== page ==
Tuesday, May 24, 2011

Lots of needle felt animals with boring technical talk

This weeks project was detailing, firming up and altering some of my previous animals . I also took some more detailed and up close pictures of my previous animals . I did notice that just changing the angle of the photograph made a difference in the over all effect .

Above is the "Welcome to Canada Beaver" . I had originally wanted to make him a lumber jack....which is why I added the mustache and planned on sewing a red/black check jacket for him . Doubting that will ever happen but perhaps I will make him a "welcome to Canada"  sign to hold.

I spent about three hours firming the limbs, adding ears and paw pads . Although the picture doesn't really show much of a difference, he is much sturdier, proportioned.

The above was another subtle make-over doing a bit more shaping of the limbs and I covered the original "pinkish brown" with a bit more natural looking brown . Unfortunately, the flash combined with the green wet felt mat still make this redder then it is in person .

On of my biggest challenges

in learning to needle felt is how to create a fur look but still have the fiber firmly attached . I think using fiber with low lights and high lights...like natural hair...helps with that but it still doesn't have the "fuzzy" look of fake fur animals . On the other side, it does allow for more sculptural muscular look of short haired animals .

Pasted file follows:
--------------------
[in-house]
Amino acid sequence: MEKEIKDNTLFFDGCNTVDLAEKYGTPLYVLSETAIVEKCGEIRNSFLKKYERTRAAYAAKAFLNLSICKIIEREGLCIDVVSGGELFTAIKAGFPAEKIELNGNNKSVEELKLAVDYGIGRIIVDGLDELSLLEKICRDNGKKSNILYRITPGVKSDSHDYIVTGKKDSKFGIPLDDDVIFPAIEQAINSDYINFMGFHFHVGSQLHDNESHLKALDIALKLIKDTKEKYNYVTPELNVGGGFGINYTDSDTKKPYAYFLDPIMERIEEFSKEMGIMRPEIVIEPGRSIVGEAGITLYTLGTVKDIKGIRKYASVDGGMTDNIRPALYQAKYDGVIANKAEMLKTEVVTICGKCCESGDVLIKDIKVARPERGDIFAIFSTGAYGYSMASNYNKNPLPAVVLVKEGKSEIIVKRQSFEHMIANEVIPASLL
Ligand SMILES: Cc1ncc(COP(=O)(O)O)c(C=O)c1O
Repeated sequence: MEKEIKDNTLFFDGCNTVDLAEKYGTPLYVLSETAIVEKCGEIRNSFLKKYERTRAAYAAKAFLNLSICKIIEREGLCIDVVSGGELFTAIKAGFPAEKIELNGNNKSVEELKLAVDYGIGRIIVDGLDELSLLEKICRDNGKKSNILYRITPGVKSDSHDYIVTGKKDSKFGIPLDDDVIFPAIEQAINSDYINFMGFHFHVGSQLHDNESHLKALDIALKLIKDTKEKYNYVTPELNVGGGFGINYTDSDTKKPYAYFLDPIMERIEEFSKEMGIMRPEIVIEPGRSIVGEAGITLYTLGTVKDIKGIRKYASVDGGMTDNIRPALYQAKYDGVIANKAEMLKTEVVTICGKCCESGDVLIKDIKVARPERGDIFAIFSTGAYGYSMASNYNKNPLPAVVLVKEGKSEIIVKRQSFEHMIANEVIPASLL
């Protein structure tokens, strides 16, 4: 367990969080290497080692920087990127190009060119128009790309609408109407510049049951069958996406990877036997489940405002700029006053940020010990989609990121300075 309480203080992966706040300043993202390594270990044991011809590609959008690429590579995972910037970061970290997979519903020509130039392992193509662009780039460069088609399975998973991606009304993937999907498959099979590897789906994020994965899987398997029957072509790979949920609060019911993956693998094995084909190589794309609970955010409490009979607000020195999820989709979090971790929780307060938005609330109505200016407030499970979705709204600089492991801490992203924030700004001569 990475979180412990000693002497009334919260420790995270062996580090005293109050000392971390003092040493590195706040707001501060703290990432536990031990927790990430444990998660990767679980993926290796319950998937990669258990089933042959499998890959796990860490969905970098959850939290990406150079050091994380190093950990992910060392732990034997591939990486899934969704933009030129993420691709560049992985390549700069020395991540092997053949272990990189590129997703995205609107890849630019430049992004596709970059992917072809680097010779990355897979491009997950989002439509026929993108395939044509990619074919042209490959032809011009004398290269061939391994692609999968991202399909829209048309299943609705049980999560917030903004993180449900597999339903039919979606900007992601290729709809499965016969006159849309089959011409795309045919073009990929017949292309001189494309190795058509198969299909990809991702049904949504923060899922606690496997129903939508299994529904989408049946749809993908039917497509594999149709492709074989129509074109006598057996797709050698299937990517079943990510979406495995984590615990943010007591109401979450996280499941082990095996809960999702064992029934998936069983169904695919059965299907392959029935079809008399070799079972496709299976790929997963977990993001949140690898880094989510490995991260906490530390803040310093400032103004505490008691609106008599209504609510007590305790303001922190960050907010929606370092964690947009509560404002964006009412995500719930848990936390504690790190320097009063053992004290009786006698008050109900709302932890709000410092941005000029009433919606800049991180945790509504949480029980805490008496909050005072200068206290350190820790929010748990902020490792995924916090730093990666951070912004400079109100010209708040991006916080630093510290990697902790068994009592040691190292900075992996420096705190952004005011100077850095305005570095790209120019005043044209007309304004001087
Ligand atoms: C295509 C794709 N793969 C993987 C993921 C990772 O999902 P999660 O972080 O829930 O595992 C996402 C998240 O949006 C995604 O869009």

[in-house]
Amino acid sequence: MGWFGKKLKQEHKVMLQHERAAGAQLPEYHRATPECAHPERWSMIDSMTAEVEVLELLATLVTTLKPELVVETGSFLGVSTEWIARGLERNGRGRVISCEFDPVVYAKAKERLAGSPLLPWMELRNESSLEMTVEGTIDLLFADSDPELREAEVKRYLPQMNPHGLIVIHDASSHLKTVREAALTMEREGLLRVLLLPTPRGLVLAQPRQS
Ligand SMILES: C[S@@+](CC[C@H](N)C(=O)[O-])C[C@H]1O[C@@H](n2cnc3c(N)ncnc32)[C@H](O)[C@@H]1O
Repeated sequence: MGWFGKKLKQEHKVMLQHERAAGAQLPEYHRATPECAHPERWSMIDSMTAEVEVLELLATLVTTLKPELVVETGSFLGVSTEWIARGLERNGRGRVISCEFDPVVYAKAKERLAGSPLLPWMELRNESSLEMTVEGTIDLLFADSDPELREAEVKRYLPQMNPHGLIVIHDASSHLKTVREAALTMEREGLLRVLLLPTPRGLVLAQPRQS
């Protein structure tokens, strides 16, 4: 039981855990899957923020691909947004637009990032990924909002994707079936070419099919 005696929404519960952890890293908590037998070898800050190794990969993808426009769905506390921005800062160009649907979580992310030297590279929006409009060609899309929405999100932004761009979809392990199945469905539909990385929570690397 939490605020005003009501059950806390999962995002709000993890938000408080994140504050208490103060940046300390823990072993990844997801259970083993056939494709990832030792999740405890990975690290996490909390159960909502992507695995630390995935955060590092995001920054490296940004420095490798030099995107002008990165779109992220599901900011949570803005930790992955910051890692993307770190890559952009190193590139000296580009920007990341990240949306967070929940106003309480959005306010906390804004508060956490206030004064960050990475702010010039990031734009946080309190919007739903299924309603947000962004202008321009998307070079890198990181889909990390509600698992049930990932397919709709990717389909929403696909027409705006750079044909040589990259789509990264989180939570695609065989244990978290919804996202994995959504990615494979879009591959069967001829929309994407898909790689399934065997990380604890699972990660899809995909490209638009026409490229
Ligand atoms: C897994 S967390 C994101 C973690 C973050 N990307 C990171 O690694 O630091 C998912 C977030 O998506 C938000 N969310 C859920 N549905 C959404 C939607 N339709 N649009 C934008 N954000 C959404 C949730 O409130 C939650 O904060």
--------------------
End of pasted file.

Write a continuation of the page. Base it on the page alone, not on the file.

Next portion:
I have done a few animals using a technique of needle/rooting in small sections if loose fiber but that has the problem of eventually matting/felting up....especially when using merino but I have had a little better result using alpaca or mohair that tend not to felt as easily .

Firmly felting the fiber to the hard wool sculpture does result in some poke holes but I have learned to use take fiber down with a 38 needle and firm with a 40...time consuming on my large sculptures but leaves a nicer surface .

I spent the most time...most of three nights, re-doing the above . He began as a :pop-eyed dog that I never liked and he had a head to toes make-over .Although he retains the basic dog body, I covered all with new roving and reshaped, reworked the head to get rid of the pop-eyes and added the teeth ,tusks and bits of rooted baby alpaca on the tail and around the face . He still may not be "cute" but at least he's interesting .

The following are just a few better, in door pictures of my photos from the previous week . Although most people suggest shooting with natural light, it seems to wash out the details of my animals . Though not perfect, I like the in door pics better .

I couldn't recall if I had shown this last guy before...but I really like his long arms and am becoming a convert to using mohair . It isn't as soft as the merino but I love the natural variation in color and shine of the fiber .

So that's it for my week . Next week will probably be a few more make overs and perhaps a few more fantasy creatures . Happy felting !


  1. These are all amazing! Your scale and proportion are perfect and make these all look real- even though they are not really any one animal! Also the smoothness you achieve is really nice. So many times I see needle felted animals that look like they are a fuzzy mess. Do you ever make up stories to go with them? I could see my students using these as inspirations for their writing. Thanks for sharing they are all awesome!

  2. Thanks Kelly . Sculpting doesn't come naturally for me, but I really love animals and it is fun to bring something to life . I did hope to write up little bios for them but I have a hard time stopping felting long enough to do that .



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